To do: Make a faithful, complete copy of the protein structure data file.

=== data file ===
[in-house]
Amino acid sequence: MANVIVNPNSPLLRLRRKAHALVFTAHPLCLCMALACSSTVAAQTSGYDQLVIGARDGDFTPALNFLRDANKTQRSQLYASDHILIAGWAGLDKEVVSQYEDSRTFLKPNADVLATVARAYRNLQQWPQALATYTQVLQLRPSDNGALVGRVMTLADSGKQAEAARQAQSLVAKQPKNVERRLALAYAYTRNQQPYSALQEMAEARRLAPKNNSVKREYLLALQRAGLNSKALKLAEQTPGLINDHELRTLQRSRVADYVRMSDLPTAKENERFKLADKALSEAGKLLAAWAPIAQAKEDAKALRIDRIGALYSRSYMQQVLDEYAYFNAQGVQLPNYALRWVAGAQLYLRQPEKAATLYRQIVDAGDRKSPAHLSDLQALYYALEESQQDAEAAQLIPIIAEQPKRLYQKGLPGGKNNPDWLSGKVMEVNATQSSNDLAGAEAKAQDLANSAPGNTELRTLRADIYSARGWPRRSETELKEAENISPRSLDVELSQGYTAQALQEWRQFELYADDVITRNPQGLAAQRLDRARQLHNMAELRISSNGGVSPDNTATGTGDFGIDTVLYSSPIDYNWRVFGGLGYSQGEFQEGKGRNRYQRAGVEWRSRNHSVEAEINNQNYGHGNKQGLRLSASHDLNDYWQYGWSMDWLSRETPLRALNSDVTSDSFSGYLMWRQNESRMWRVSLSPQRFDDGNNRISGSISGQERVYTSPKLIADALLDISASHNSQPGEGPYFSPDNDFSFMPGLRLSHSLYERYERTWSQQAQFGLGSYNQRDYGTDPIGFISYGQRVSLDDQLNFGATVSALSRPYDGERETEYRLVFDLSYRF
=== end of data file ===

[in-house]
Amino acid sequence: MANVIVNPNSPLLRLRRKAHALVFTAHPLCLCMALACSSTVAAQTSGYDQLVIGARDGDFTPALNFLRDANKTQRSQLYASDHILIAGWAGLDKEVVSQYEDSRTFLKPNADVLATVARAYRNLQQWPQALATYTQVLQLRPSDNGALVGRVMTLADSGKQAEAARQAQSLVAKQPKNVERRLALAYAYTRNQQPYSALQEMAEARRLAPKNNSVKREYLLALQRAGLNSKALKLAEQTPGLINDHELRTLQRSRVADYVRMSDLPTAKENERFKLADKALSEAGKLLAAWAPIAQAKEDAKALRIDRIGALYSRSYMQQVLDEYAYFNAQGVQLPNYALRWVAGAQLYLRQPEKAATLYRQIVDAGDRKSPAHLSDLQALYYALEESQQDAEAAQLIPIIAEQPKRLYQKGLPGGKNNPDWLSGKVMEVNATQSSNDLAGAEAKAQDLANSAPGNTELRTLRADIYSARGWPRRSETELKEAENISPRSLDVELSQGYTAQALQEWRQFELYADDVITRNPQGLAAQRLDRARQLHNMAELRISSNGGVSPDNTATGTGDFGIDTVLYSSPIDYNWRVFGGLGYSQGEFQEGKGRNRYQRAGVEWRSRNHSVEAEINNQNYGHGNKQGLRLSASHDLNDYWQYGWSMDWLSRETPLRALNSDVTSDSFSGYLMWRQNESRMWRVSLSPQRFDDGNNRISGSISGQERVYTSPKLIADALLDISASHNSQPGEGPYFSPDNDFSFMPGLRLSHSLYERYERTWSQQAQFGLGSYNQRDYGTDPIGFISYGQRVSLDDQLNFGATVSALSRPYDGERETEYRLVFDLSYRF